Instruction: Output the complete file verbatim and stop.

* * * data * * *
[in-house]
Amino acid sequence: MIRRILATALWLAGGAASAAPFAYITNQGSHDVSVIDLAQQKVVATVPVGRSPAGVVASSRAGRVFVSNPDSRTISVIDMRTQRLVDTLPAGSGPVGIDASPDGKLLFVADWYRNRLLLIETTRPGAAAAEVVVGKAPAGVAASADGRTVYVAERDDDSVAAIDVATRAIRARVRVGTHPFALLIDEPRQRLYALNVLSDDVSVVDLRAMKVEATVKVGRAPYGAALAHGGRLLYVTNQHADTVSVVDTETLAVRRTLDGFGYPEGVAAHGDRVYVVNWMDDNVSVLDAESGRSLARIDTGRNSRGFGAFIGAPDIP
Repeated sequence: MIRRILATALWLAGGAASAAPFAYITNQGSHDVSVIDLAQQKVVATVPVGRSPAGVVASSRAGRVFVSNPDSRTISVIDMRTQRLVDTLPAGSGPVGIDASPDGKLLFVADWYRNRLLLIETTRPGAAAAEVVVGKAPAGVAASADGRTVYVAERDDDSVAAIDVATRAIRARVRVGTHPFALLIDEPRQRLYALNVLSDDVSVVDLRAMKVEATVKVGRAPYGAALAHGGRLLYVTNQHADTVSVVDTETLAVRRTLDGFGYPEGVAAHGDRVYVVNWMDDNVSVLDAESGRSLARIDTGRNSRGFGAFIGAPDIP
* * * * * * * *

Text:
[in-house]
Amino acid sequence: MIRRILATALWLAGGAASAAPFAYITNQGSHDVSVIDLAQQKVVATVPVGRSPAGVVASSRAGRVFVSNPDSRTISVIDMRTQRLVDTLPAGSGPVGIDASPDGKLLFVADWYRNRLLLIETTRPGAAAAEVVVGKAPAGVAASADGRTVYVAERDDDSVAAIDVATRAIRARVRVGTHPFALLIDEPRQRLYALNVLSDDVSVVDLRAMKVEATVKVGRAPYGAALAHGGRLLYVTNQHADTVSVVDTETLAVRRTLDGFGYPEGVAAHGDRVYVVNWMDDNVSVLDAESGRSLARIDTGRNSRGFGAFIGAPDIP
Repeated sequence: MIRRILATALWLAGGAASAAPFAYITNQGSHDVSVIDLAQQKVVATVPVGRSPAGVVASSRAGRVFVSNPDSRTISVIDMRTQRLVDTLPAGSGPVGIDASPDGKLLFVADWYRNRLLLIETTRPGAAAAEVVVGKAPAGVAASADGRTVYVAERDDDSVAAIDVATRAIRARVRVGTHPFALLIDEPRQRLYALNVLSDDVSVVDLRAMKVEATVKVGRAPYGAALAHGGRLLYVTNQHADTVSVVDTETLAVRRTLDGFGYPEGVAAHGDRVYVVNWMDDNVSVLDAESGRSLARIDTGRNSRGFGAFIGAPDIP